For Levy and the Jews of the Agadir, the period of a few weeks before Rosh Hashanah is always a happy time. A few dozen Jewish merchants would descend on the Berber-speaking villages in the mountains around Agadir, typically invigorating Shabbat services during their visit.
“They all end up at the synagogue so we’re quite happy because the synagogue is full during this period,” Levy said.
This year however, Levy said there were enough traders that they decided to stay together over Shabbat at a hotel in the mountains, where they could walk to the etrog farms.
Fewer than 2,000 Jews remain in Morocco, but Berber-speaking Muslims have long cultivated the fruit in villages high in the Atlas mountains around the beach town of Agadir. Only 40 to 50 Jews remain in the city itself, once home to thousands of Jews as an important trade hub on the route between sub-Saharan Africa and western Europe.
Of them, about a dozen cultivate etrogs. Levy’s father planted his family’s farm decades ago.
“My father, zichrona livracha, a long time ago took small trees from up in the mountains, in the place where they were first grown here, and began harvesting them in the valley,” Levy recalled, using the Hebrew words meaning “may his memory be a blessing.”
Levy’s father was far from a simple farmer. An industrialist and entrepreneur, he was the president of the Jewish community in Agadir, and a member of the Moroccan parliament, but for him, growing etrogs was a labor of love.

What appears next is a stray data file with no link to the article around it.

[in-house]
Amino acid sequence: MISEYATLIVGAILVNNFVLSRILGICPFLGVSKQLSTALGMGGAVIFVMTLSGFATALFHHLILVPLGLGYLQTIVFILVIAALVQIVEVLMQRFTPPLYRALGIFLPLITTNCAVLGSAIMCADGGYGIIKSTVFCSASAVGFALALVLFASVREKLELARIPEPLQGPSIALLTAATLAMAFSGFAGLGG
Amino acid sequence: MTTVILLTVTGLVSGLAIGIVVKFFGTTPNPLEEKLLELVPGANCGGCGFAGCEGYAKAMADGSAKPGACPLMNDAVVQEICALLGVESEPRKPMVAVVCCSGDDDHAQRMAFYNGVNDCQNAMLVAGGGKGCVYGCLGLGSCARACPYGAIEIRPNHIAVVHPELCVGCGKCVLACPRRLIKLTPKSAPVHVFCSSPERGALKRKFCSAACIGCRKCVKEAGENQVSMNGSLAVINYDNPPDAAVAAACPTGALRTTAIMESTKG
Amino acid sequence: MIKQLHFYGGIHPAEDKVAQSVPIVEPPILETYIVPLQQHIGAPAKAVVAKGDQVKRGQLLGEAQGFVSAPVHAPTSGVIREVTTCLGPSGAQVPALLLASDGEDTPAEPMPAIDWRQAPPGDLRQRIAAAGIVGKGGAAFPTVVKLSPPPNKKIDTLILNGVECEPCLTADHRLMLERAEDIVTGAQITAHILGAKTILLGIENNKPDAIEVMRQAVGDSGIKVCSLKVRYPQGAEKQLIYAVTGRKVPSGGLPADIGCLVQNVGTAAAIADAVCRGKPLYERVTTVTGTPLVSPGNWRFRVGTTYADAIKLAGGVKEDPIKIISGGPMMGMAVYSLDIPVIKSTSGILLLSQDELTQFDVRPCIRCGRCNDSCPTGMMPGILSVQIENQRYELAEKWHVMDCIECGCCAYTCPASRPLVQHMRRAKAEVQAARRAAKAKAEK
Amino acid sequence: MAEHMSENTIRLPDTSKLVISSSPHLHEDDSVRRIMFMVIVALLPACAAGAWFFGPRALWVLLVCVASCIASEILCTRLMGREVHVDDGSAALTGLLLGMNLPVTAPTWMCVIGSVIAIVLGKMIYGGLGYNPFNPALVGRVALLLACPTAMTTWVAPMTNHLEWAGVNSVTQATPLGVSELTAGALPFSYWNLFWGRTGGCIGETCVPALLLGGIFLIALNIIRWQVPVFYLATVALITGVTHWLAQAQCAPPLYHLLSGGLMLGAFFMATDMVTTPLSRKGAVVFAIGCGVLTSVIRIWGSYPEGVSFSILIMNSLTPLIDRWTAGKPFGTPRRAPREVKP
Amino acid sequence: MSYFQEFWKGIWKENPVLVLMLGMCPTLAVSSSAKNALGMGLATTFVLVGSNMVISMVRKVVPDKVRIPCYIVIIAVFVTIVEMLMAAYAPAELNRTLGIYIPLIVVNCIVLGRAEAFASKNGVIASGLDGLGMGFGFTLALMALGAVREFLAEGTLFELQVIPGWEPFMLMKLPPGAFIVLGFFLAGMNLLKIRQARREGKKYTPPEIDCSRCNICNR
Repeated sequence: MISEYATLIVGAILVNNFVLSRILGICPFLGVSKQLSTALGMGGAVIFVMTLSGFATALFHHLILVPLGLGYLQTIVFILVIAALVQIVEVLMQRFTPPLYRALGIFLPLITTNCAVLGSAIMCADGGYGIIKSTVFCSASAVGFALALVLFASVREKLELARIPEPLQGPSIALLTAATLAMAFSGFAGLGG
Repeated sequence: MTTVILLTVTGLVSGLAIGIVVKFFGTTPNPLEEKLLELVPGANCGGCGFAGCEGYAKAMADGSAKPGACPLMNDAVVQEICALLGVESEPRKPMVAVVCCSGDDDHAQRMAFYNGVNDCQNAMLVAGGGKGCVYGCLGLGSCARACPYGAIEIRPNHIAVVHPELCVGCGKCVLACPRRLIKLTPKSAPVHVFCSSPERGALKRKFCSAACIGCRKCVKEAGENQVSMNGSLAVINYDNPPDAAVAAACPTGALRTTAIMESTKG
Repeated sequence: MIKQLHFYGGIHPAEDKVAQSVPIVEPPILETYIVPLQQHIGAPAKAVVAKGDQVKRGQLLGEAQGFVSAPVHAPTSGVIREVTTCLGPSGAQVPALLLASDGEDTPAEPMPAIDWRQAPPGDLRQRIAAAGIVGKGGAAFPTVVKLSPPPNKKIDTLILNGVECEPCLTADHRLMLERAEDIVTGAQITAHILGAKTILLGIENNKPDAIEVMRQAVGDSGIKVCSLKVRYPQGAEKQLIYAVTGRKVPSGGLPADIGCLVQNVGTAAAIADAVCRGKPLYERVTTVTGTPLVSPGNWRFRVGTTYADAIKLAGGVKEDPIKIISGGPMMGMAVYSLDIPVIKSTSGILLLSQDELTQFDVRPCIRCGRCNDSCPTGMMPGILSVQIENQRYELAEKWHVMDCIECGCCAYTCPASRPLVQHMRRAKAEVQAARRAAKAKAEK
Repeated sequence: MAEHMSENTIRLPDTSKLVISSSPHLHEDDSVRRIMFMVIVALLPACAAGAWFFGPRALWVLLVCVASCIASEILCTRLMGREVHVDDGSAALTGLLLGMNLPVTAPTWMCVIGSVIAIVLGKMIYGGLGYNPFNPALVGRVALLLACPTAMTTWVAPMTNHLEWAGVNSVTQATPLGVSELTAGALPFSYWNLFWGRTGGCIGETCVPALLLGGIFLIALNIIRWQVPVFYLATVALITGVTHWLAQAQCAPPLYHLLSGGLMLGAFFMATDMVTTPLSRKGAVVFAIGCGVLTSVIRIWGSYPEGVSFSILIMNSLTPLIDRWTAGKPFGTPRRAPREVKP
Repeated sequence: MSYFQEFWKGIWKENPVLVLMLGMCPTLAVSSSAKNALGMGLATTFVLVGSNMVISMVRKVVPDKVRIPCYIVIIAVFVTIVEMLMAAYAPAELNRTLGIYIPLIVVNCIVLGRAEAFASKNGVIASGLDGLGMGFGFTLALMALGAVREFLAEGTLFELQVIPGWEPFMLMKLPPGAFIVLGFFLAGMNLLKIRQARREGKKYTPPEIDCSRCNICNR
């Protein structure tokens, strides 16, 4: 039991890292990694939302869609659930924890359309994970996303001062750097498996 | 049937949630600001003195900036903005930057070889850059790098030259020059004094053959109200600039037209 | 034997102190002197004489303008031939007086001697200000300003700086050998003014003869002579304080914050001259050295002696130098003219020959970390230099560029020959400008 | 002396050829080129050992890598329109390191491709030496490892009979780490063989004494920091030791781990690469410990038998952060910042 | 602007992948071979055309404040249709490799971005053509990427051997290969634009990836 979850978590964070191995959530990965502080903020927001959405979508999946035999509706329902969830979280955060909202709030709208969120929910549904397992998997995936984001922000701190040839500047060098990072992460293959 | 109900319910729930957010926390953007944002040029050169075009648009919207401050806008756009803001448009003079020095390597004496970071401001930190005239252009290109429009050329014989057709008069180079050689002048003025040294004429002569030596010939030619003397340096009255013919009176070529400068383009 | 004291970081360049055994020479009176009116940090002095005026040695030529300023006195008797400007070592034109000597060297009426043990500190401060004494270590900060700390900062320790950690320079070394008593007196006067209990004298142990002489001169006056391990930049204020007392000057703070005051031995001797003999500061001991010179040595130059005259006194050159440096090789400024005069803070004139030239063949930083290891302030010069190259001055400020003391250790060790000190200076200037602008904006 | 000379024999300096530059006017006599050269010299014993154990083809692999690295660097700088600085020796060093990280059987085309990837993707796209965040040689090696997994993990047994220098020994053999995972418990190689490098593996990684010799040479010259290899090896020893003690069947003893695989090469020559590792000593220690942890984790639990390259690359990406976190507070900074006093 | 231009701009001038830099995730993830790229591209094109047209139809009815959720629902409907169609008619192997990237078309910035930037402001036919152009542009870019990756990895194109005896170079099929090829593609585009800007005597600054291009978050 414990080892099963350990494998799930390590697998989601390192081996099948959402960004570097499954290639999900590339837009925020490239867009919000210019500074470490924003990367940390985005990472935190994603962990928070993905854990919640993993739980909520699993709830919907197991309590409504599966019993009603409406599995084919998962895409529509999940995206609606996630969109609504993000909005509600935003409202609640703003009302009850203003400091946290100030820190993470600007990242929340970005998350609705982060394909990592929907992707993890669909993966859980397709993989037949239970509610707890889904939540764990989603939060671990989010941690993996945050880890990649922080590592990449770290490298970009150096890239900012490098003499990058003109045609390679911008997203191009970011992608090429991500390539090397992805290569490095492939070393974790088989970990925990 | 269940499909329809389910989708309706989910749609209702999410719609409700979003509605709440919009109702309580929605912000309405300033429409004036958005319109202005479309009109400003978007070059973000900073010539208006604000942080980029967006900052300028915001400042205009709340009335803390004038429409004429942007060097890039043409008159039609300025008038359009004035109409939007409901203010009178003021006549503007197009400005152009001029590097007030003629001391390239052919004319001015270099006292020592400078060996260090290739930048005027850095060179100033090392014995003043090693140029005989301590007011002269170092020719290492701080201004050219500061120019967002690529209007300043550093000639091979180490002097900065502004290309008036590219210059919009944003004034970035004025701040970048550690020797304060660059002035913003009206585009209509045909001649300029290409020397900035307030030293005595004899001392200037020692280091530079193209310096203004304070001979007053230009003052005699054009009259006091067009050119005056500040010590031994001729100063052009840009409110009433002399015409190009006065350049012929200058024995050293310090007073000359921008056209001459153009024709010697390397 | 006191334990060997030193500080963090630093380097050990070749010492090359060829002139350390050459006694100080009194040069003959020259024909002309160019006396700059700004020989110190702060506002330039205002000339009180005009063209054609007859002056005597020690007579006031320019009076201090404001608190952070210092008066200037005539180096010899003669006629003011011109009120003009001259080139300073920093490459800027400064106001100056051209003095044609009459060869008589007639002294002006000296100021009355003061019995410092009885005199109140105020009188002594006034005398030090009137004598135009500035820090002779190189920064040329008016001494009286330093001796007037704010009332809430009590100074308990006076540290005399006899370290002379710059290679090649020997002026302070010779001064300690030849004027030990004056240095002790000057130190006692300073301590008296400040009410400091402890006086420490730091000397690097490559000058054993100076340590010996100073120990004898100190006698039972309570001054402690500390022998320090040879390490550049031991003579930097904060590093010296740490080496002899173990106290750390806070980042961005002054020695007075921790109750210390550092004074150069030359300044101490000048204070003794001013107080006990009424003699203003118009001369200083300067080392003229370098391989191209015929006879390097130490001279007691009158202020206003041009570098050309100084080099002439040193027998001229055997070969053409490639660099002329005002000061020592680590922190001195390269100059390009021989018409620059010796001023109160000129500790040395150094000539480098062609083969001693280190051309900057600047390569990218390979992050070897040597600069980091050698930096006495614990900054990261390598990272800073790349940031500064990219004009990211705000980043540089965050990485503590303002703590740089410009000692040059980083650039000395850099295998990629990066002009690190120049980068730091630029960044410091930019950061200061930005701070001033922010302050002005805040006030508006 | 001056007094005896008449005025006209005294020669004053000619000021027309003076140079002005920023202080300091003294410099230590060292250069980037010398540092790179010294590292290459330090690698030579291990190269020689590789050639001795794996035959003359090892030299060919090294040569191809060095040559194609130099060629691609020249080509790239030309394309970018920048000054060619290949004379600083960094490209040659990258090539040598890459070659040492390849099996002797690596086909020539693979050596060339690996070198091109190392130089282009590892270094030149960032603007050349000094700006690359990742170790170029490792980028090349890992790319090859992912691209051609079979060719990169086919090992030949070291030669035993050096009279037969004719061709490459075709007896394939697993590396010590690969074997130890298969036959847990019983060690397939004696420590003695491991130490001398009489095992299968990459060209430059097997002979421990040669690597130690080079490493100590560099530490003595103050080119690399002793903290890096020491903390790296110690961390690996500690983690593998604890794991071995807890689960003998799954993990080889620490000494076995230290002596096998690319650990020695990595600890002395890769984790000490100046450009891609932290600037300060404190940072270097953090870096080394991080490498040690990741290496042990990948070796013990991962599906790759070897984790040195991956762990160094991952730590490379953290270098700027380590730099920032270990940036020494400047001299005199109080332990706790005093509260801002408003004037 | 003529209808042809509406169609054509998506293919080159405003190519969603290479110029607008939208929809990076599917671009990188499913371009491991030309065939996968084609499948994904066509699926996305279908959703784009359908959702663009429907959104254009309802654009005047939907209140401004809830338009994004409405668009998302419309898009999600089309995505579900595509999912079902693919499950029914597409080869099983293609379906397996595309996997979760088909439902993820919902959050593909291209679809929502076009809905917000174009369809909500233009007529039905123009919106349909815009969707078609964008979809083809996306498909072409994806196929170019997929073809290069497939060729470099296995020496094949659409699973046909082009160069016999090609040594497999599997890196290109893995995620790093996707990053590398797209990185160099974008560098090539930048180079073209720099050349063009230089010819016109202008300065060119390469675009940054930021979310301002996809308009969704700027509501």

Though they exported the fruits for sale abroad, for the Moroccan Jewish community, he offered his crop for free.
His father died last year, but Levy, whose full time job is as a business consultant, made sure the orchard wouldn’t go fallow this year.
Levy’s family farm boasts around 400 trees and produced around 9,000 fruits this year, and another Jewish run farm in Agadir is at least double the size, he said. In comparison, the average village orchards in the mountains have only between 60 to 100.
“There are lots of Muslim owners but they have smaller lands,” Levy explained.
Still, no one is getting rich off the trade. While the finest quality of etrog, rated “Aleph-Aleph” on the Israeli scale, may sell for more than $80 in Morocco and more abroad, the lesser “Bet” quality etrogim only go for around $15, and the “Gimels,” less than $10.
Barely 5% of the crop are Aleph quality, Levy explained, while 40% are Bets and the rest Gimel. In total, Levy said that after a year’s worth of labor and all the expenses, his farm saw only around $30,000 in profits.
Along with the lulav, a bound sheaf of branches, the etrog is an essential ritual object used during Sukkot; Jewish law requires adherents to wave the items during the holiday. The high demand for etrogs meant that the newly eliminated stopoff on their journey between Morocco and Israel was never the main obstacle to their import.
“The customs are very tough to accept etrogim from outside of Israel,” Levy said, “except for during the shmita year.”
Though the synagogue in Agadir may not have been full this year, etrog shipments were. About 600,000 etrogs were exported from Morocco, Levy estimated — 10% more than in a typical year, with a larger-than-usual portion headed for Israel but also to Jews around the globe.
“Even Brazil, Singapore, wherever there is a small community,” Levy said.